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Favre was Bountygate’s ultimate victim
Brett Favre (Jed Jacobsohn/Getty)
Posted Mar 12, 2012
Despite playing another season after getting beaten up in the NFC Championship, Brett Favre’s career – at least his effectiveness – essentially ended after the Saints targeted their bounty.
With Peyton Manning and pending free agency hogging the headlines and the NCAA men’s basketball bracket starting to reduce work productivity to a crawl, the New Orleans Saints bounty story has been pushed back in the consciousness of sports fans. But you can bet it is still front and center with Commissioner Roger Goodell and those about to mete out punishment.
One of the questions with the pay-for-pain program that was in place in New Orleans is whether or not their plan resulted in the end of Brett Favre’s career.
The historical record says it didn’t. Favre played one more season following the beating he endured at the Superdome in the early evening hours on a warm January night in New Orleans. But if one looks realistically at the circumstances, Favre’s career did end that night.
When Favre came to the Vikings in 2009, he was enthusiastic about doing so. He had an operation on his biceps tendon to allow him to play. The surgery was a success and Favre was eager to get on the field and prove his detractors wrong. In 2010, it was a completely different story.
Few sights were as grim as Favre’s long, slow limping walk into the shower after the loss to the Saints. His ankle was horribly swollen, but it would get worse. Much worse.
A little more than a week after that game, photos surfaced of Favre’s ankle and hamstring – both of which were a hideous rainbow of purple, blue, brown, red and yellow. He was beaten beyond recognition and the evidence was readily apparent in the photos. It was a painful end to his season and he was never the same after.
Favre had surgery to get him ready for the 2010 season, but he said he needed to feel 100 percent before he would come back. He never did get there, but eventually returned anyways. Everyone believed Favre would mysteriously show up as he had done before, but it took a near kidnapping. In order to get Favre to come back to Minnesota to play, veterans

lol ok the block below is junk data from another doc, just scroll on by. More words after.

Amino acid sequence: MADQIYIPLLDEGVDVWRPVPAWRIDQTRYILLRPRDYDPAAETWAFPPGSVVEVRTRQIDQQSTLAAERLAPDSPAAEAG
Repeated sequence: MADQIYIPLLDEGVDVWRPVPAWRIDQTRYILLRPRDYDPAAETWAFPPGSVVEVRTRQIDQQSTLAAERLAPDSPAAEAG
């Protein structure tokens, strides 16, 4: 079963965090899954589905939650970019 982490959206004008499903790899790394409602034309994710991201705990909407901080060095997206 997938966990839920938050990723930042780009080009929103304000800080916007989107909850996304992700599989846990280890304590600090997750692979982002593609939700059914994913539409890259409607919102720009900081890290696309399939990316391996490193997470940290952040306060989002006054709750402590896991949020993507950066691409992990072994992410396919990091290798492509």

had to essentially do a Seal Team 6 extrication of Favre from his home in Mississippi back to Winter Park.
As Favre would say when he landed and was swarmed by the local media, he didn’t want to let his teammates down. He was willing to stay retired and didn’t believe he had yet healed from his injuries. His play reflected that feeling. His ankle was never fully healthy and he was subjected to beatings from 2010 opponents because of immobility sustained due to injuries in the NFC Championship Game, when the Saints were on orders to shoot to kill.
The Saints didn’t technically end Favre’s career. Realistically they did. One has to wonder if Goodell and his investigators will take that into consideration before they bring the hammer down on the Saints. If you’re looking for a victim of Bountygate, look no further than Favre.
The official Vikings stadium bill is expected to get introduced to the State Legislature today. Back-room discussions have been debating the merits of using electronic pull tabs as a revenue source for the state’s portion of stadium funding and it appears to still be the primary funding source that will be part of the official presentation of the bill.
Twice-former Viking Randy Moss is going to work out for the 49ers today. Given the need the Niners have and their track record of being able to control fellow volatile receiver
, if things go as planned in the workout, don’t be stunned to see the Niners move quickly to sign a deal with Moss.
The Peyton Manning U.S. Tour continued this weekend with a stop in Arizona, where
is due a $7 million roster bonus at the end of the week that won’t get paid out if the Cardinals can sign Manning. While Arizona and Denver both remain frontrunners to sign Manning, the Chiefs and Seahawks announced that they are out of the Manning sweepstakes.
John Holler has been writing about the Vikings for more than a decade for
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